The Department of Religion offers broad coverage of materials and issues traditionally treated under such rubrics as history of religion, philosophy of religion, church history, Judaic studies, Buddhist studies, Western religious thought, and religious ethics. It also devotes much attention to subjects that do not fall neatly into any of the standard categories. It offers extensive resources, for example, in the comparative study of popular religions, and most members of the faculty are engaged in serious reflection on methodological and conceptual issues that are not unique to a special field. While the department encourages its graduate students to work out innovative programs of study and to make use of the full range of available resources, it also requires each student to demonstrate mastery of one of the fields of concentration:
(1) East Asian religions (religious traditions of China and Japan)
(2) religions of late antiquity (Christianity, Judaism, and other religious traditions of the Greco-Roman world)
(3) religion in America (religious thought, institutions, and movements in the Americas, including African American religions)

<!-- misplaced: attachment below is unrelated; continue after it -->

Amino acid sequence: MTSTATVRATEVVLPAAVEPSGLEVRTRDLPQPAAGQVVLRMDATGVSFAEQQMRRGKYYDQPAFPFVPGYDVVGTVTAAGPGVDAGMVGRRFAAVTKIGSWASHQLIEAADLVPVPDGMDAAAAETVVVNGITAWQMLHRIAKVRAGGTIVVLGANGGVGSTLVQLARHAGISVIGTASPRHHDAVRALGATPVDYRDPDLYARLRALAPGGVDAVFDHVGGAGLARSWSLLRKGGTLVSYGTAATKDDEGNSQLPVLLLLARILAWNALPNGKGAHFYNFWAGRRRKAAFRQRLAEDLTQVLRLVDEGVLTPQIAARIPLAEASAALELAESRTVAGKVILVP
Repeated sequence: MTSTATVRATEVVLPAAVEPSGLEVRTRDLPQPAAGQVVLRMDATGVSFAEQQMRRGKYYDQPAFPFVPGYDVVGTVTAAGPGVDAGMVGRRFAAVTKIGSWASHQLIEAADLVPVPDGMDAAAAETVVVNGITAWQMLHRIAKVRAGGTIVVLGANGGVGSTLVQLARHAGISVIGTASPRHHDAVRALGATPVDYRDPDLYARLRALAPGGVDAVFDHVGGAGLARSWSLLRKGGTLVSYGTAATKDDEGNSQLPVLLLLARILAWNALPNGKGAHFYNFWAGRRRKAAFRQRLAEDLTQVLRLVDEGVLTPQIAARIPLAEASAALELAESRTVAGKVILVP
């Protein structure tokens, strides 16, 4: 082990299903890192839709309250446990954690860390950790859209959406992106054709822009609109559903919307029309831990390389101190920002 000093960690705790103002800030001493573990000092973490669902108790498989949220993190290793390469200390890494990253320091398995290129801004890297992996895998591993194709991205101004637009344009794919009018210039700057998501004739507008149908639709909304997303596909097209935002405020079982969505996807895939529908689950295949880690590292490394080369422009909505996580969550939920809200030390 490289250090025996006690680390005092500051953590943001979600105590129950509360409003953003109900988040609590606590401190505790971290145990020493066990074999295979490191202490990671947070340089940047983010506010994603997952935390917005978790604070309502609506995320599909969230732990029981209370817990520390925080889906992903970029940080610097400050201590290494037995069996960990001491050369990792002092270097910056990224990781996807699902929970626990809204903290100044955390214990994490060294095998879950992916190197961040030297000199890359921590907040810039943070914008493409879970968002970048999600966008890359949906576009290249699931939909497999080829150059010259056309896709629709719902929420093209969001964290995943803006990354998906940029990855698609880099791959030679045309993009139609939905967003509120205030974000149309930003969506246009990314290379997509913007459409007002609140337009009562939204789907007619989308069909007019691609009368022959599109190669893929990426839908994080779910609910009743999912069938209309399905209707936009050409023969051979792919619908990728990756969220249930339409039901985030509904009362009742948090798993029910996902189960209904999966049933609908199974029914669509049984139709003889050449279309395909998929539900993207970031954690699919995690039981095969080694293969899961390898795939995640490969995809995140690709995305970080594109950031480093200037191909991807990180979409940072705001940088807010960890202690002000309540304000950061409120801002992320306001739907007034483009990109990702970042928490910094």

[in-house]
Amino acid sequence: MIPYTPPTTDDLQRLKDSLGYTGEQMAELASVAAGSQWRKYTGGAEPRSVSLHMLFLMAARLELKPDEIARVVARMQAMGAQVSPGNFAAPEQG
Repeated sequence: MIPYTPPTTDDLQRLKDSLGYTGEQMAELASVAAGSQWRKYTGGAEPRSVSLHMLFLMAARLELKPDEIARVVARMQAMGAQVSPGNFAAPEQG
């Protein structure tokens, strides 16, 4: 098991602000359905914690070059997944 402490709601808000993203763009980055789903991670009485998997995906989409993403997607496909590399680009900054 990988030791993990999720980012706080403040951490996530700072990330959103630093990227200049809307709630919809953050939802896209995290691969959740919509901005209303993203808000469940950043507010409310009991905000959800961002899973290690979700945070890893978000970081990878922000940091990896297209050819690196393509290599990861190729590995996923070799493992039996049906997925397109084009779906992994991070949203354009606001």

(4) religion and philosophy (religious uses of philosophical ideas, philosophical criticisms of religion, philosophical issues in the study of religion)
(5) religion, ethics, and politics (relations among religious, ethical, and political dimensions of culture)
(6) Islam: religion and society (Islamic religious traditions, past and present, within their social and cultural contexts in the Middle East and/or modern Europe and the Americas)
When applying to the program, candidates should indicate which field they intend to pursue.
Candidates for the degree of Doctor of Philosophy (Ph.D.) in religion are expected to have a reading knowledge of two modern foreign languages, usually French and German, occasionally with the substitution of Spanish. Students concentrating in East Asian religions substitute Chinese or Japanese for either French or German. This requirement may be fulfilled by completing summer language courses offered by the University, or by passing tests given by the language departments. All entering students are strongly urged to achieve competence in at least one of these languages prior to entering the program. First-year students who are seeking admission for the second year of study must have completed the requirement in one foreign language.